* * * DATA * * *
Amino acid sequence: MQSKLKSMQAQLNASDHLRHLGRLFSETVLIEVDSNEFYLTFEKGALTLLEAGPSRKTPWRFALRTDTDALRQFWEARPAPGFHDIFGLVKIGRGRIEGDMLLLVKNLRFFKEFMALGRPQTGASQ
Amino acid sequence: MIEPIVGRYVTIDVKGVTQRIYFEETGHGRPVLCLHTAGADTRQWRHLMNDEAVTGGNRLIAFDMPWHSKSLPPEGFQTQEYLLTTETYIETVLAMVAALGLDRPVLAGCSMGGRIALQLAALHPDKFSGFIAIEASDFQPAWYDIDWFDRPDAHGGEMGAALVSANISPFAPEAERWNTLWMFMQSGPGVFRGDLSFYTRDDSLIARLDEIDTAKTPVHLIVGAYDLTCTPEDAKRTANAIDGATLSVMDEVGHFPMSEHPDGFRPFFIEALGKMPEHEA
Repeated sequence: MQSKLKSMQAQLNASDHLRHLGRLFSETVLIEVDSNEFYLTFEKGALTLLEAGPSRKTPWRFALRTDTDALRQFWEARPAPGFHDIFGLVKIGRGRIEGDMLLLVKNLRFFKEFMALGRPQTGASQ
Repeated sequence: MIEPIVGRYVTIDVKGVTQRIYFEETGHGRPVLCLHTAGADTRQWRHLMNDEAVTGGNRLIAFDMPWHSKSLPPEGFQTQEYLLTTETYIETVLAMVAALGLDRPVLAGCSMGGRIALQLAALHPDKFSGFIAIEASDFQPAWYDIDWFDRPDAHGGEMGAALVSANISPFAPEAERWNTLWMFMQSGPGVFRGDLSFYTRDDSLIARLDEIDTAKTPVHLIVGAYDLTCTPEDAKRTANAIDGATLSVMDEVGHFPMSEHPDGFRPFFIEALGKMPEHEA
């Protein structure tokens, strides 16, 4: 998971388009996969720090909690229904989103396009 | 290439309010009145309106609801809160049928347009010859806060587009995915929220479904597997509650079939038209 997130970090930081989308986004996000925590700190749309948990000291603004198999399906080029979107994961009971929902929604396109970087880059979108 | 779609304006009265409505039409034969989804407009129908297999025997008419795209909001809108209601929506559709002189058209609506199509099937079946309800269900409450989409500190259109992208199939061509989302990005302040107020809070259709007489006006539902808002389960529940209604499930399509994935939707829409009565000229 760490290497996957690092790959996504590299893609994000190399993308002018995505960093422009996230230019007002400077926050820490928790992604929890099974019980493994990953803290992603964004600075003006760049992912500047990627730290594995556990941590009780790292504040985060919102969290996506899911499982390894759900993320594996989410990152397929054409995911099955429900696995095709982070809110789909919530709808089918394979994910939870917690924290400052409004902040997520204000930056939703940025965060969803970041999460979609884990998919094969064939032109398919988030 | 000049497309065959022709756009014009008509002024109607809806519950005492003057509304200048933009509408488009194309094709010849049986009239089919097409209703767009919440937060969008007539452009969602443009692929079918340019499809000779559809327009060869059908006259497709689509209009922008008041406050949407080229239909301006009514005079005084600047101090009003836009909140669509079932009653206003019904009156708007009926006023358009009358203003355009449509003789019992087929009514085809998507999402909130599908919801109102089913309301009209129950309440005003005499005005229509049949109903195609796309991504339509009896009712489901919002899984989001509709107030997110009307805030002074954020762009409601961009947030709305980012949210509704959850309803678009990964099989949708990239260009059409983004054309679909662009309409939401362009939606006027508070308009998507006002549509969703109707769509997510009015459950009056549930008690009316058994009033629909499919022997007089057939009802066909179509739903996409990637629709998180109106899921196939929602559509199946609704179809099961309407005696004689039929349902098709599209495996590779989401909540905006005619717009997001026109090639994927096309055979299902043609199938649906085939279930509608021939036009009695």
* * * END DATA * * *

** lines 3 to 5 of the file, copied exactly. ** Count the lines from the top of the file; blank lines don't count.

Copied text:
Repeated sequence: MQSKLKSMQAQLNASDHLRHLGRLFSETVLIEVDSNEFYLTFEKGALTLLEAGPSRKTPWRFALRTDTDALRQFWEARPAPGFHDIFGLVKIGRGRIEGDMLLLVKNLRFFKEFMALGRPQTGASQ
Repeated sequence: MIEPIVGRYVTIDVKGVTQRIYFEETGHGRPVLCLHTAGADTRQWRHLMNDEAVTGGNRLIAFDMPWHSKSLPPEGFQTQEYLLTTETYIETVLAMVAALGLDRPVLAGCSMGGRIALQLAALHPDKFSGFIAIEASDFQPAWYDIDWFDRPDAHGGEMGAALVSANISPFAPEAERWNTLWMFMQSGPGVFRGDLSFYTRDDSLIARLDEIDTAKTPVHLIVGAYDLTCTPEDAKRTANAIDGATLSVMDEVGHFPMSEHPDGFRPFFIEALGKMPEHEA
């Protein structure tokens, strides 16, 4: 998971388009996969720090909690229904989103396009 | 290439309010009145309106609801809160049928347009010859806060587009995915929220479904597997509650079939038209 997130970090930081989308986004996000925590700190749309948990000291603004198999399906080029979107994961009971929902929604396109970087880059979108 | 779609304006009265409505039409034969989804407009129908297999025997008419795209909001809108209601929506559709002189058209609506199509099937079946309800269900409450989409500190259109992208199939061509989302990005302040107020809070259709007489006006539902808002389960529940209604499930399509994935939707829409009565000229 760490290497996957690092790959996504590299893609994000190399993308002018995505960093422009996230230019007002400077926050820490928790992604929890099974019980493994990953803290992603964004600075003006760049992912500047990627730290594995556990941590009780790292504040985060919102969290996506899911499982390894759900993320594996989410990152397929054409995911099955429900696995095709982070809110789909919530709808089918394979994910939870917690924290400052409004902040997520204000930056939703940025965060969803970041999460979609884990998919094969064939032109398919988030 | 000049497309065959022709756009014009008509002024109607809806519950005492003057509304200048933009509408488009194309094709010849049986009239089919097409209703767009919440937060969008007539452009969602443009692929079918340019499809000779559809327009060869059908006259497709689509209009922008008041406050949407080229239909301006009514005079005084600047101090009003836009909140669509079932009653206003019904009156708007009926006023358009009358203003355009449509003789019992087929009514085809998507999402909130599908919801109102089913309301009209129950309440005003005499005005229509049949109903195609796309991504339509009896009712489901919002899984989001509709107030997110009307805030002074954020762009409601961009947030709305980012949210509704959850309803678009990964099989949708990239260009059409983004054309679909662009309409939401362009939606006027508070308009998507006002549509969703109707769509997510009015459950009056549930008690009316058994009033629909499919022997007089057939009802066909179509739903996409990637629709998180109106899921196939929602559509199946609704179809099961309407005696004689039929349902098709599209495996590779989401909540905006005619717009997001026109090639994927096309055979299902043609199938649906085939279930509608021939036009009695």